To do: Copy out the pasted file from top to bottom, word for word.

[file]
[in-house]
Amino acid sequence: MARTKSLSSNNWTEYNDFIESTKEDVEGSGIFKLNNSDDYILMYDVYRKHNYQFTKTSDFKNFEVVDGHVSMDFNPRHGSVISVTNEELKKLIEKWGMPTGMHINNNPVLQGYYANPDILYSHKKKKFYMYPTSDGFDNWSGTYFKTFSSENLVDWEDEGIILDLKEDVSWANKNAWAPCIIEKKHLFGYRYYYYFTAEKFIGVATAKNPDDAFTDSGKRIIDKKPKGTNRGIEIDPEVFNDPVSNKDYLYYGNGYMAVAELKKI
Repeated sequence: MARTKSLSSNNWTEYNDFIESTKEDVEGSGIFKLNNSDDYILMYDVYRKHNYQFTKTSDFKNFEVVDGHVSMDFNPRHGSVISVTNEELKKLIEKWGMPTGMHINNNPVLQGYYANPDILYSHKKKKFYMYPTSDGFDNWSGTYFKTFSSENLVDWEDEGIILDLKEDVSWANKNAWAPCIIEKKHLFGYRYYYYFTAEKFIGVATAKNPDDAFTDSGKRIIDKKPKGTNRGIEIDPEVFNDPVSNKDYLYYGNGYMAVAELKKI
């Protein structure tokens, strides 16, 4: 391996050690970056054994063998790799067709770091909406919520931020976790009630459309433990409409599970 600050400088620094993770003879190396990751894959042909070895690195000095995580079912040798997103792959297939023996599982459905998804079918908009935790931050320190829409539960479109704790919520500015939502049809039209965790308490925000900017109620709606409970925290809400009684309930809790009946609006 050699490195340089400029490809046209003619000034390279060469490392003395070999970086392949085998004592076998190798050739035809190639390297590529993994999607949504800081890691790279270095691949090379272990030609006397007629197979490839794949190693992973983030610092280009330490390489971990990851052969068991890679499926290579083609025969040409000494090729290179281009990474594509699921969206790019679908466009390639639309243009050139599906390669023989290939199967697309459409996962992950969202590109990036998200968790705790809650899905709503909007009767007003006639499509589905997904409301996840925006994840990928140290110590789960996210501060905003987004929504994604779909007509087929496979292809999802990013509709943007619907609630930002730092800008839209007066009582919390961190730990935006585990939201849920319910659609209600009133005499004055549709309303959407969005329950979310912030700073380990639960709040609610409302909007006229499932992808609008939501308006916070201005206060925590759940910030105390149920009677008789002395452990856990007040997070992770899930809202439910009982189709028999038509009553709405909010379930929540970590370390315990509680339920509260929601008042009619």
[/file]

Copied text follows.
[in-house]
Amino acid sequence: MARTKSLSSNNWTEYNDFIESTKEDVEGSGIFKLNNSDDYILMYDVYRKHNYQFTKTSDFKNFEVVDGHVSMDFNPRHGSVISVTNEELKKLIEKWGMPTGMHINNNPVLQGYYANPDILYSHKKKKFYMYPTSDGFDNWSGTYFKTFSSENLVDWEDEGIILDLKEDVSWANKNAWAPCIIEKKHLFGYRYYYYFTAEKFIGVATAKNPDDAFTDSGKRIIDKKPKGTNRGIEIDPEVFNDPVSNKDYLYYGNGYMAVAELKKI
Repeated sequence: MARTKSLSSNNWTEYNDFIESTKEDVEGSGIFKLNNSDDYILMYDVYRKHNYQFTKTSDFKNFEVVDGHVSMDFNPRHGSVISVTNEELKKLIEKWGMPTGMHINNNPVLQGYYANPDILYSHKKKKFYMYPTSDGFDNWSGTYFKTFSSENLVDWEDEGIILDLKEDVSWANKNAWAPCIIEKKHLFGYRYYYYFTAEKFIGVATAKNPDDAFTDSGKRIIDKKPKGTNRGIEIDPEVFNDPVSNKDYLYYGNGYMAVAELKKI
């Protein structure tokens, strides 16, 4: 391996050690970056054994063998790799067709770091909406919520931020976790009630459309433990409409599970 600050400088620094993770003879190396990751894959042909070895690195000095995580079912040798997103792959297939023996599982459905998804079918908009935790931050320190829409539960479109704790919520500015939502049809039209965790308490925000900017109620709606409970925290809400009684309930809790009946609006 050699490195340089400029490809046209003619000034390279060469490392003395070999970086392949085998004592076998190798050739035809190639390297590529993994999607949504800081890691790279270095691949090379272990030609006397007629197979490839794949190693992973983030610092280009330490390489971990990851052969068991890679499926290579083609025969040409000494090729290179281009990474594509699921969206790019679908466009390639639309243009050139599906390669023989290939199967697309459409996962992950969202590109990036998200968790705790809650899905709503909007009767007003006639499509589905997904409301996840925006994840990928140290110590789960996210501060905003987004929504994604779909007509087929496979292809999802990013509709943007619907609630930002730092800008839209007066009582919390961190730990935006585990939201849920319910659609209600009133005499004055549709309303959407969005329950979310912030700073380990639960709040609610409302909007006229499932992808609008939501308006916070201005206060925590759940910030105390149920009677008789002395452990856990007040997070992770899930809202439910009982189709028999038509009553709405909010379930929540970590370390315990509680339920509260929601008042009619």